Top 5 shows:
(I can’t remember the dates or even years of any of these shows sorry)
Harry and the Potters + Martha + Frozy – Grace Denton put this show on in the summer and it was the most packed I’ve ever seen the basement. There were loads of young people, everyone was jumping around. This was the first time I ever saw Martha and I also spent the rest of the evening hitting on harry potter so it was honestly the best night of my life.
Glenn Jones + Headfall – Headfall are some of the most important people in Café Kino’s history. They also happen to be the best band in Bristol. Glenn Jones made one of my favourite albums to play on Sunday morning shift. So yeah this gig was pretty perfect.

Ichi + The Middle Ones – This was part of the incredible year with the middle ones. Anna and Grace did one show a month for 12 months with a whole loads of amazing supports. This one was fun because the basement was being redeveloped and the show was upstairs. Ichi was incredible as ever and The Middle Ones played on ninetree hill and I sang with them.

Tenniscoats + I Know I have no collar + secret Rachel Dadd – This show was super magical. The tenniscoats played totally un amplified and they were just incredible. Everything about it was awesome.
Los Cripis + Bellies + The Sorry People – Los cripis are an amazing garage band from. We took them to the hillgrove afterwards and made them eat pickled eggs. Bellies really nailed it too.

Honourable mentions: Every Hallie & the Annies set, The Nervy Betters, Jeffrey Lewis, MXLX, Pete Shadbolt talking about physics.

Top 5 food/drink:
Spicy Burger with a hash brown and peanut butter – The spicy kino burger is one of the human races greatest inventions. The burgers take fucking ages to make but it’s totally worth it. Also the mayo that we make at Kino is better than any other vegan mayo you can buy and I know because I’ve tried them all. You can only add fun extras like peanut butter if you’re friends with the chefs which I am.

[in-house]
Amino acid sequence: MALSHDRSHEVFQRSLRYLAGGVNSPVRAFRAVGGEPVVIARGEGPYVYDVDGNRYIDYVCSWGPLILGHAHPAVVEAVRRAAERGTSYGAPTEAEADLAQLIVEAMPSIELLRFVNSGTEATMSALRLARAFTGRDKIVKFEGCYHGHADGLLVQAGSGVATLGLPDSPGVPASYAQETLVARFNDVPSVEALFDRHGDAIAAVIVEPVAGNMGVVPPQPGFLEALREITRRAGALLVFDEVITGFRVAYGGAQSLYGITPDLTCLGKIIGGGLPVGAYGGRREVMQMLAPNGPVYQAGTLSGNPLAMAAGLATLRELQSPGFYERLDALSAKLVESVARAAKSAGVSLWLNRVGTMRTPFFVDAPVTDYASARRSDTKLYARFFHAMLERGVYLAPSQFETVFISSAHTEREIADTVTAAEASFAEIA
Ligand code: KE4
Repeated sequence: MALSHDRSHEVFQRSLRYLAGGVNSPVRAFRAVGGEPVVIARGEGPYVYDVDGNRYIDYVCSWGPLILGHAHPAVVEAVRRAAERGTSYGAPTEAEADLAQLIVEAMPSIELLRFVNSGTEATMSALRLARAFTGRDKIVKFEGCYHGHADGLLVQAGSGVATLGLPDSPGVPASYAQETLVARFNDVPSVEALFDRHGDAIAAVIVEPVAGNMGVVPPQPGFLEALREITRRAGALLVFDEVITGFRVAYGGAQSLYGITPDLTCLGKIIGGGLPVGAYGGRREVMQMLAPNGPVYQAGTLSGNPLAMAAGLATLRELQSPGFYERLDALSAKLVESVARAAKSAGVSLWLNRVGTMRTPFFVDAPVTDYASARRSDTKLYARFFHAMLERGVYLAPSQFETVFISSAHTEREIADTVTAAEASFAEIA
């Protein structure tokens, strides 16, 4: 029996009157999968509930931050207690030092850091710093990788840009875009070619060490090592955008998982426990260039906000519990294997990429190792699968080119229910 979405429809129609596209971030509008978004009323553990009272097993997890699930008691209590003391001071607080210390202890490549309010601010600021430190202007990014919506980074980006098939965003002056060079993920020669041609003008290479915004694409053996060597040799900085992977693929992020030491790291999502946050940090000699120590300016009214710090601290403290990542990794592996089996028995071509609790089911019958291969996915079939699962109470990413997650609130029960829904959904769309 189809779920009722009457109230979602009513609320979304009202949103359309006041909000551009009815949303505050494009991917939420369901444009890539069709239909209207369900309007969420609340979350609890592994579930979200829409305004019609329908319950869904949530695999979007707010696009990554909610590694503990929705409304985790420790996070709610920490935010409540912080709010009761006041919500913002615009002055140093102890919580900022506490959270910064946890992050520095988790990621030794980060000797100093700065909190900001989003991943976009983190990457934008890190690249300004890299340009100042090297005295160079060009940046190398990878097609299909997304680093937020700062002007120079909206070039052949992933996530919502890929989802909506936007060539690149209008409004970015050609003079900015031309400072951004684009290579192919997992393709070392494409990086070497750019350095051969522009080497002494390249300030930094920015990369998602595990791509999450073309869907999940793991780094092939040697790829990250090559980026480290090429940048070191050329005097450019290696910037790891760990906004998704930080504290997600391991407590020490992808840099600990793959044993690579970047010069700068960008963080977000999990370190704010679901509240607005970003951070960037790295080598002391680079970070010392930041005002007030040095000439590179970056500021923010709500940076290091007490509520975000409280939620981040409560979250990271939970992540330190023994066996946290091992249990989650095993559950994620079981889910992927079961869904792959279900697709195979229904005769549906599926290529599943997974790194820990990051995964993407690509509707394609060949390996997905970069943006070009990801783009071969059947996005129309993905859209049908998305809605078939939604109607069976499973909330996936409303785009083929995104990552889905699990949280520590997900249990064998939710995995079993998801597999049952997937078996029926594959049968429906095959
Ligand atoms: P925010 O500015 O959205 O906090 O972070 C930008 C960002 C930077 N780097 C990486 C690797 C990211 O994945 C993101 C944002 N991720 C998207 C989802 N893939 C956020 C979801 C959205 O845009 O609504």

Bacon sandwich with vegan cheese – The day we got vegan cheese at café kino was really a day to remember. If you add it to the bacon sandwich then you’ve got a guaranteed party.

Black Americano –drinking a black Americano in Kino on a quiet morning is an incomparable pleasure.

Any soup Jenny has ever made – Every chef at Kino is incredible and they all have their own talents. Jenny is really a flavour machine and her soups really make me happy in a way I didn’t know soup could.
Every cake ever – cake at kino is so much more than cake.

Honourable mentions: Dave’s cold brew, fizzy espressos, Jen’s ice teas, the coleslaw, curly fries.

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About twowhitecranes

I am a songwriter and musician. These are some thoughts I have about that fact. You can find out more here http://www.facebook.com/twowhitecranes
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One Response to Cafe Kino

  1. Babs says:

    That was beautiful xx